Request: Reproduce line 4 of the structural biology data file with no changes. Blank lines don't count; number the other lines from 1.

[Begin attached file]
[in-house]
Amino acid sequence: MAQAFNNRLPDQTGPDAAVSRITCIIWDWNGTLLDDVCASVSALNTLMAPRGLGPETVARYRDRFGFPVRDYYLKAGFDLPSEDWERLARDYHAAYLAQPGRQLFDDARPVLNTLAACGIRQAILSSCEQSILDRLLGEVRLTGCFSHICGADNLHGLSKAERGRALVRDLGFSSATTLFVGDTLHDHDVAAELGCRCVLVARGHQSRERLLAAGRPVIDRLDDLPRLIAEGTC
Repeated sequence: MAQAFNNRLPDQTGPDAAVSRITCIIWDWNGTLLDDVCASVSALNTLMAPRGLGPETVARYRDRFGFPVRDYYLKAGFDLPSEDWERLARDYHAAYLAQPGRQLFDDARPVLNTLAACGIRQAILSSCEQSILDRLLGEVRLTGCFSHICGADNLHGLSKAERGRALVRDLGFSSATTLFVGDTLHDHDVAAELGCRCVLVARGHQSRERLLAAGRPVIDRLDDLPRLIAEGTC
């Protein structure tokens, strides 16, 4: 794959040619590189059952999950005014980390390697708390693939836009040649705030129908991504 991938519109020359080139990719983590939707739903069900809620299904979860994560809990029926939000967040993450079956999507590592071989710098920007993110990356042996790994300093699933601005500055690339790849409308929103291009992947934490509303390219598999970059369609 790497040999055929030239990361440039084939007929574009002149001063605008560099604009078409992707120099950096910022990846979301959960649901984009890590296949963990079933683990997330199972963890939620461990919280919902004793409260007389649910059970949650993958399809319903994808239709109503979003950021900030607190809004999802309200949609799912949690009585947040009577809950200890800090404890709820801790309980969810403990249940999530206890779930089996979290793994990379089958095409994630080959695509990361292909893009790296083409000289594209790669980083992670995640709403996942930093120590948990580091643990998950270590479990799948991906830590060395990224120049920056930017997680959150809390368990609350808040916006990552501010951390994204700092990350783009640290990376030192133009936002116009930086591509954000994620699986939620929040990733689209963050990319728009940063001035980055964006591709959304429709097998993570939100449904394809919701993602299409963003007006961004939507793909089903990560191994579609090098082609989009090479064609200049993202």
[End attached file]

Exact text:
């Protein structure tokens, strides 16, 4: 794959040619590189059952999950005014980390390697708390693939836009040649705030129908991504 991938519109020359080139990719983590939707739903069900809620299904979860994560809990029926939000967040993450079956999507590592071989710098920007993110990356042996790994300093699933601005500055690339790849409308929103291009992947934490509303390219598999970059369609 790497040999055929030239990361440039084939007929574009002149001063605008560099604009078409992707120099950096910022990846979301959960649901984009890590296949963990079933683990997330199972963890939620461990919280919902004793409260007389649910059970949650993958399809319903994808239709109503979003950021900030607190809004999802309200949609799912949690009585947040009577809950200890800090404890709820801790309980969810403990249940999530206890779930089996979290793994990379089958095409994630080959695509990361292909893009790296083409000289594209790669980083992670995640709403996942930093120590948990580091643990998950270590479990799948991906830590060395990224120049920056930017997680959150809390368990609350808040916006990552501010951390994204700092990350783009640290990376030192133009936002116009930086591509954000994620699986939620929040990733689209963050990319728009940063001035980055964006591709959304429709097998993570939100449904394809919701993602299409963003007006961004939507793909089903990560191994579609090098082609989009090479064609200049993202």